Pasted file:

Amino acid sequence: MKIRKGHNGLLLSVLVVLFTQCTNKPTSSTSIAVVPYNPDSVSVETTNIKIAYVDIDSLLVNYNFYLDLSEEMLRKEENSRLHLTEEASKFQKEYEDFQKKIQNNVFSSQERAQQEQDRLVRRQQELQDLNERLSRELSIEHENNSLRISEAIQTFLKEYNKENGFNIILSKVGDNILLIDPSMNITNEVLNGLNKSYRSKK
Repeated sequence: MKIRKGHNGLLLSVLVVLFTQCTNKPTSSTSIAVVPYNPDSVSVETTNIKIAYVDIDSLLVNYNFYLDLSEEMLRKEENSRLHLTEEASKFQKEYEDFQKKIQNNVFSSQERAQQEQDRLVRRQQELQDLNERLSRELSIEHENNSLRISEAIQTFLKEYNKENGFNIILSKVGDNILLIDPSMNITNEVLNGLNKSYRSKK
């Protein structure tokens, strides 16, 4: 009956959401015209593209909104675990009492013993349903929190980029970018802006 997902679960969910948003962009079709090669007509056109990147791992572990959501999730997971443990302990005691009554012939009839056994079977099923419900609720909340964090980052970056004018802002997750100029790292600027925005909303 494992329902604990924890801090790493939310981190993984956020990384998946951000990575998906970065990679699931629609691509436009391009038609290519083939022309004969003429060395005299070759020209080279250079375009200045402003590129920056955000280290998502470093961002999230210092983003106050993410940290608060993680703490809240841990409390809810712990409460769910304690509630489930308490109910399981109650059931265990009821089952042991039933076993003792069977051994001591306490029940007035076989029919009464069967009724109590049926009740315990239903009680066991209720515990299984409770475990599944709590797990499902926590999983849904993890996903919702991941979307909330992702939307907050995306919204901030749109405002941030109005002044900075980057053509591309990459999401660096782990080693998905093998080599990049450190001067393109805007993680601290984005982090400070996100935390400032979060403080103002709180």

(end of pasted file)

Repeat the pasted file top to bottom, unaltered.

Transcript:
Amino acid sequence: MKIRKGHNGLLLSVLVVLFTQCTNKPTSSTSIAVVPYNPDSVSVETTNIKIAYVDIDSLLVNYNFYLDLSEEMLRKEENSRLHLTEEASKFQKEYEDFQKKIQNNVFSSQERAQQEQDRLVRRQQELQDLNERLSRELSIEHENNSLRISEAIQTFLKEYNKENGFNIILSKVGDNILLIDPSMNITNEVLNGLNKSYRSKK
Repeated sequence: MKIRKGHNGLLLSVLVVLFTQCTNKPTSSTSIAVVPYNPDSVSVETTNIKIAYVDIDSLLVNYNFYLDLSEEMLRKEENSRLHLTEEASKFQKEYEDFQKKIQNNVFSSQERAQQEQDRLVRRQQELQDLNERLSRELSIEHENNSLRISEAIQTFLKEYNKENGFNIILSKVGDNILLIDPSMNITNEVLNGLNKSYRSKK
């Protein structure tokens, strides 16, 4: 009956959401015209593209909104675990009492013993349903929190980029970018802006 997902679960969910948003962009079709090669007509056109990147791992572990959501999730997971443990302990005691009554012939009839056994079977099923419900609720909340964090980052970056004018802002997750100029790292600027925005909303 494992329902604990924890801090790493939310981190993984956020990384998946951000990575998906970065990679699931629609691509436009391009038609290519083939022309004969003429060395005299070759020209080279250079375009200045402003590129920056955000280290998502470093961002999230210092983003106050993410940290608060993680703490809240841990409390809810712990409460769910304690509630489930308490109910399981109650059931265990009821089952042991039933076993003792069977051994001591306490029940007035076989029919009464069967009724109590049926009740315990239903009680066991209720515990299984409770475990599944709590797990499902926590999983849904993890996903919702991941979307909330992702939307907050995306919204901030749109405002941030109005002044900075980057053509591309990459999401660096782990080693998905093998080599990049450190001067393109805007993680601290984005982090400070996100935390400032979060403080103002709180």